How the Counties Spent Your Money in the 1st Quarter of FY 2017/18

The Controller of Budget (COB) has published the First Quarter County Governments Budget Implementation Review Report (CBIRR) for the financial year (FY) 2017/18. The Controller of Budget prepared this report according to Article 228 (6) of the Constitution of Kenya 2010.

Article 228 (6) requires the Office of the Controller of Budget to submit to each House of Parliament a report on the implementation of the budgets of the National and County Governments every four months.

This is the first report in FY 2017/18 and examines budget performance by the forty-seven counties for the period July to September 2017. The Controller of Budget obtained the information to prepare the report from:

  • the County Allocation of Revenue Act (CARA) 2017,
  • the CARA, 2017 Revenue Disbursement Schedule;
  • the FY 2017/18 Approved County Governments Budgets,
  • expenditure returns submitted by the County Treasuries, and
  • financial data from the Integrated Financial Management Information System (IFMIS).

The Constitution of Kenya, 2010 and the Public Finance Management Act, 2012 are the basis for the analysis, findings and recommendations. The report highlights achievements
and challenges the county governments faced in implementing their budgets. It proposes recommendations to address the challenges to promote prudence in the usage of public funds.

See Also: How many Counties met their Revenue Targets in FY 2016/17?

The report presents both aggregate and disaggregated (individual) analysis of revenue and expenditure performance by each of the 47 County Governments. This article presents a summary of the report.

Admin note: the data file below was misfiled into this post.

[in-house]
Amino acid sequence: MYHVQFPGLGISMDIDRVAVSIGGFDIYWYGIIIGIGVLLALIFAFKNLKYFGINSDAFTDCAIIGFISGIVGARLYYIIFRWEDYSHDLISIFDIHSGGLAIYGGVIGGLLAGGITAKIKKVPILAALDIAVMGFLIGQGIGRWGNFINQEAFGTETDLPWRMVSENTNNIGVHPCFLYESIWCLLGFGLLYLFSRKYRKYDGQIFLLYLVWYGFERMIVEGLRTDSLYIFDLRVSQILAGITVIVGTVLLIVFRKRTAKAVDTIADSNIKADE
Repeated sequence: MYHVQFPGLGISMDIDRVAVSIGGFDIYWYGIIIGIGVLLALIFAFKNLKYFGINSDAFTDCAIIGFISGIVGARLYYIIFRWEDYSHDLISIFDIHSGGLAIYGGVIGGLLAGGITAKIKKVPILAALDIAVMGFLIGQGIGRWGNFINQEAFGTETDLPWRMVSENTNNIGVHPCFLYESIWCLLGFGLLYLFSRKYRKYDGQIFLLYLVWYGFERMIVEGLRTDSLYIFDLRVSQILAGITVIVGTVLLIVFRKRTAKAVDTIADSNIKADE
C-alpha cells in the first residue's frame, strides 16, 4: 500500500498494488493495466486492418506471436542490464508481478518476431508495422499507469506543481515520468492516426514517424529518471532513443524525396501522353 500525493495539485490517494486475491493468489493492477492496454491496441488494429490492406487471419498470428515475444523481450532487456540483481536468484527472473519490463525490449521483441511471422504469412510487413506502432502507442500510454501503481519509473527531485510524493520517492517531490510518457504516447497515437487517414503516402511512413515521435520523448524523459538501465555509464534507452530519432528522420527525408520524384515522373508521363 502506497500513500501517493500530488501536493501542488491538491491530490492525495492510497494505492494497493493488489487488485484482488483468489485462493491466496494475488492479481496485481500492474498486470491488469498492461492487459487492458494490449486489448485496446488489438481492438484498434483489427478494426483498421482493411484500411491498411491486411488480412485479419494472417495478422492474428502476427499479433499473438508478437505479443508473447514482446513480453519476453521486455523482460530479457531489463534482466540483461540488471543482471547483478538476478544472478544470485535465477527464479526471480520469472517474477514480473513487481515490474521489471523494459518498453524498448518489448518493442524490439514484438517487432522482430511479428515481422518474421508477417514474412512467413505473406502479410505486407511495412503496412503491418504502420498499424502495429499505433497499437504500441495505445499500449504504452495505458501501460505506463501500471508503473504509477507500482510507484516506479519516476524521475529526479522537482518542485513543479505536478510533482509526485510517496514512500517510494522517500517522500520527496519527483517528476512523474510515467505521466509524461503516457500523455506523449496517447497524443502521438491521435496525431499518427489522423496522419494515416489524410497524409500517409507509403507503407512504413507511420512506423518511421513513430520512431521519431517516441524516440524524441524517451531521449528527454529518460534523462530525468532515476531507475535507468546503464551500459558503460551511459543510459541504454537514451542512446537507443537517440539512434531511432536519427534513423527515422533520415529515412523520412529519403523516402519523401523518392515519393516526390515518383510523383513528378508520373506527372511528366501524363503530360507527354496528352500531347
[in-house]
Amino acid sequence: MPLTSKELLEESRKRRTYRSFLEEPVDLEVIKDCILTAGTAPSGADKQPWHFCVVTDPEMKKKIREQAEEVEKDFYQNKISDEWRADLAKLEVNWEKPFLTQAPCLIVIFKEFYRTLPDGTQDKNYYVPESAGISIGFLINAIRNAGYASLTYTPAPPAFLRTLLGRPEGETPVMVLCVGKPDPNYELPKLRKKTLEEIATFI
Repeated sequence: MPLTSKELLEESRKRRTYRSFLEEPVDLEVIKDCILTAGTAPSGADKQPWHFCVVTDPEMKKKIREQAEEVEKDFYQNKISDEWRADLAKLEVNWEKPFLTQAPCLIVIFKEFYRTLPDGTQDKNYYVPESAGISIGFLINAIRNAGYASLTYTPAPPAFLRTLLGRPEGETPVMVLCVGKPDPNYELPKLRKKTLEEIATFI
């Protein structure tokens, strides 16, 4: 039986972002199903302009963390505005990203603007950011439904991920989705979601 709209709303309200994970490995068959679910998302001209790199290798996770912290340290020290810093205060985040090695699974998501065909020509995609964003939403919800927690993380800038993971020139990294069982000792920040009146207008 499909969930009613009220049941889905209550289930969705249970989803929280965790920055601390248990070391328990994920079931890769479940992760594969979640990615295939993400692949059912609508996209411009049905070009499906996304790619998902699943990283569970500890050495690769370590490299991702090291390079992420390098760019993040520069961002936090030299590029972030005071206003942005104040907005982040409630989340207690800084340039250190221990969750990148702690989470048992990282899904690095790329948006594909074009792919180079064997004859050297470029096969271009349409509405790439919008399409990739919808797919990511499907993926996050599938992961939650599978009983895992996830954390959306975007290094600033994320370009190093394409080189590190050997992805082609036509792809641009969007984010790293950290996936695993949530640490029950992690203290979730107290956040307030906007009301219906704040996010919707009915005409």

Aggregate approved budget estimates for the 47 counties

The aggregate Approved Budget Estimates for the County governments in the FY 2017/18 amounts to KSh374.68 billion. The amount comprises of KSh239.9 billion (64 per cent) for recurrent expenditure and KSh134.78 billion (36 per cent) for development activities.

The allocation for development activities conforms to Section 107(2) (b) of the Public Finance Management Act, 2012. The Section requires both levels of government (national and county) to allocate at least 30 per cent of the budget for development expenditure.

Aggregate revenue available for the 47 counties

To finance the FY 2017/18 Approved Budget, County Governments expect to receive:

  • KSh302 billion as the equitable share of revenue raised nationally,
  • KSh23.27 billion as total conditional grants from the National Government,
  • KSh16.41 billion as total conditional grants from the Development Partners,
  • KSh55.92 billion from local sources (local revenue), and
  • KSh25.17 billion cash balance from FY 2016/17.

Revenue received in the first quarter of FY 2017/18

In the first quarter of FY 2017/18, County Governments received:

  • KSh20.43 billion as the equitable share of revenue,
  • KSh4.94 billion from the Road Maintenance Fuel Levy Fund,
  • KSh4.82 billion as revenue generated from local sources, and
  • KSh25.17 billion cash balance from FY 2016/17.

The local revenue of KSh4.82 billion collected during the first quarter was 8.6 per cent of the annual target. However, it was a decline of 32 per cent compared to KSh7.09 billion the counties generated in a similar period of FY 2016/17.

Revenue performance against annual target

The Counties that recorded the highest amount of local revenue were:

  • Nairobi City County at KSh1.49 billion,
  • Narok at KSh 692.38 million, and
  • Mombasa at KSh307.91 million.

The counties that generated the lowest amount were Tharaka Nithi, Lamu and Tana
River at Ksh6.14 million, KSh5.45 million and KSh3.95 million respectively.

Analysis of local revenue as a proportion of the annual revenue target indicates that Samburu, Baringo and Isiolo Counties recorded the highest proportion at 21.7 per cent, 20.5 per cent and 18.3 per cent respectively.

Exchequer issues in the first quarter of FY 2017/18